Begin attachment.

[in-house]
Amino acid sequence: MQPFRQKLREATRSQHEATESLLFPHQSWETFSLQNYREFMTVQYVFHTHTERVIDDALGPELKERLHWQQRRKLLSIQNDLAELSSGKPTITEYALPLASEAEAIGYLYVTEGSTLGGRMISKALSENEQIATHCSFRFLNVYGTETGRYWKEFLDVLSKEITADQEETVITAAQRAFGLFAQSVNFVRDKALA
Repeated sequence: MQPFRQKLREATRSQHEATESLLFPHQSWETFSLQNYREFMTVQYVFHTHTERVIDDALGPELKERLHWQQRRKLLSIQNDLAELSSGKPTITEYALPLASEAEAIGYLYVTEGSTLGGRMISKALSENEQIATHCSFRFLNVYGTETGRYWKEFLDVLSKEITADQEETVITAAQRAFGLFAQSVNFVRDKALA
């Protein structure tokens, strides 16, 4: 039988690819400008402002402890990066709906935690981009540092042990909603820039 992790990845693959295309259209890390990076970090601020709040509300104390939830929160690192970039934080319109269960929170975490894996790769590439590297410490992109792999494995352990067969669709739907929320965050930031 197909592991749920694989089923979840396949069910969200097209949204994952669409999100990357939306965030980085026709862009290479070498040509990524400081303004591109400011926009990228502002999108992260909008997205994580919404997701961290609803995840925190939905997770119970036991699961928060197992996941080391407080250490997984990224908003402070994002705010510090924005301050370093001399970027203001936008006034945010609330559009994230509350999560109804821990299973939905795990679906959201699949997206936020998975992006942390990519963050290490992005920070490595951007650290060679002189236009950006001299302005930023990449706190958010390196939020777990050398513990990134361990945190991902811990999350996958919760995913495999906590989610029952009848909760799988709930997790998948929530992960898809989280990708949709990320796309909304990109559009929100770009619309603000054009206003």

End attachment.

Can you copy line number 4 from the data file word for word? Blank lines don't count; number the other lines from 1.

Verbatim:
């Protein structure tokens, strides 16, 4: 039988690819400008402002402890990066709906935690981009540092042990909603820039 992790990845693959295309259209890390990076970090601020709040509300104390939830929160690192970039934080319109269960929170975490894996790769590439590297410490992109792999494995352990067969669709739907929320965050930031 197909592991749920694989089923979840396949069910969200097209949204994952669409999100990357939306965030980085026709862009290479070498040509990524400081303004591109400011926009990228502002999108992260909008997205994580919404997701961290609803995840925190939905997770119970036991699961928060197992996941080391407080250490997984990224908003402070994002705010510090924005301050370093001399970027203001936008006034945010609330559009994230509350999560109804821990299973939905795990679906959201699949997206936020998975992006942390990519963050290490992005920070490595951007650290060679002189236009950006001299302005930023990449706190958010390196939020777990050398513990990134361990945190991902811990999350996958919760995913495999906590989610029952009848909760799988709930997790998948929530992960898809989280990708949709990320796309909304990109559009929100770009619309603000054009206003």